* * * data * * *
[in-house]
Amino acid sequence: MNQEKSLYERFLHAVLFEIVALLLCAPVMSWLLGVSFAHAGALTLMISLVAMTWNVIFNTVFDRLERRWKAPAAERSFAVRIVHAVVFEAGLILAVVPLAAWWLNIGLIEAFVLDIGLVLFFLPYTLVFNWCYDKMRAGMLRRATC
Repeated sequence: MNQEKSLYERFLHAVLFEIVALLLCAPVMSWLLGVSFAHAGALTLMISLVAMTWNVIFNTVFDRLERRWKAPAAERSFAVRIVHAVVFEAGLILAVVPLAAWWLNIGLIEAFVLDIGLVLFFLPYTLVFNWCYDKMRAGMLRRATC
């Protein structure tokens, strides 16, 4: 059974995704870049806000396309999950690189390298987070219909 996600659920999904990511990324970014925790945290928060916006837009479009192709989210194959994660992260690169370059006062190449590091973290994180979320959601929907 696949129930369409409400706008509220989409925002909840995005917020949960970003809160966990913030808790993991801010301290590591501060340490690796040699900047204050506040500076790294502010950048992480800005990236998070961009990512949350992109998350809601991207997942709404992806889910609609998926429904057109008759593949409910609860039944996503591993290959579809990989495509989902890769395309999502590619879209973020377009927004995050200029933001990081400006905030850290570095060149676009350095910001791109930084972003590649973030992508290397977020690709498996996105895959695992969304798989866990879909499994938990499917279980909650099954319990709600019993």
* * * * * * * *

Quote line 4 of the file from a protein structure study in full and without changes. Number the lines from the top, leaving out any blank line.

């Protein structure tokens, strides 16, 4: 059974995704870049806000396309999950690189390298987070219909 996600659920999904990511990324970014925790945290928060916006837009479009192709989210194959994660992260690169370059006062190449590091973290994180979320959601929907 696949129930369409409400706008509220989409925002909840995005917020949960970003809160966990913030808790993991801010301290590591501060340490690796040699900047204050506040500076790294502010950048992480800005990236998070961009990512949350992109998350809601991207997942709404992806889910609609998926429904057109008759593949409910609860039944996503591993290959579809990989495509989902890769395309999502590619879209973020377009927004995050200029933001990081400006905030850290570095060149676009350095910001791109930084972003590649973030992508290397977020690709498996996105895959695992969304798989866990879909499994938990499917279980909650099954319990709600019993």